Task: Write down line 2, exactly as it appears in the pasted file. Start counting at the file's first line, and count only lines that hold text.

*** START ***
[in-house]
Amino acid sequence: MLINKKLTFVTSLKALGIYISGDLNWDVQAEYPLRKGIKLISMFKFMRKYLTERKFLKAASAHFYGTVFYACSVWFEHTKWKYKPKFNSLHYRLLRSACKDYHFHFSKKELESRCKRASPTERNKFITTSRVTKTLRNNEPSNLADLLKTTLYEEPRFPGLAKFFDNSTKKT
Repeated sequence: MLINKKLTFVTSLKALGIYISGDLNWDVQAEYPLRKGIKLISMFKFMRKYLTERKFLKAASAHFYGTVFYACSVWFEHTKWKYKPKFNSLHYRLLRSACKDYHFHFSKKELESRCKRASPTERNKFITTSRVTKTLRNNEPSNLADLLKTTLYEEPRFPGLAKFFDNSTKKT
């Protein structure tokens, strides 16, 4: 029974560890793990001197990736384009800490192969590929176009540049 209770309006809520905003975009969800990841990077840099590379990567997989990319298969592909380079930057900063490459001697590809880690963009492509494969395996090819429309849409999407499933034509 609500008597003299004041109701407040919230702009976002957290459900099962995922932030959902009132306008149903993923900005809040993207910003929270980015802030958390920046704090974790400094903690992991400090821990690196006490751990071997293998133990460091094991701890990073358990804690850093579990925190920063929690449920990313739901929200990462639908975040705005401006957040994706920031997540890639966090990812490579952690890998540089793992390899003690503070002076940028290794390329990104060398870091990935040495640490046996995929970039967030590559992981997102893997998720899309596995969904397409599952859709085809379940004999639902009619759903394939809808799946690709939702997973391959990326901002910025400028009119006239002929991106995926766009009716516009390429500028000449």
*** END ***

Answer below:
Amino acid sequence: MLINKKLTFVTSLKALGIYISGDLNWDVQAEYPLRKGIKLISMFKFMRKYLTERKFLKAASAHFYGTVFYACSVWFEHTKWKYKPKFNSLHYRLLRSACKDYHFHFSKKELESRCKRASPTERNKFITTSRVTKTLRNNEPSNLADLLKTTLYEEPRFPGLAKFFDNSTKKT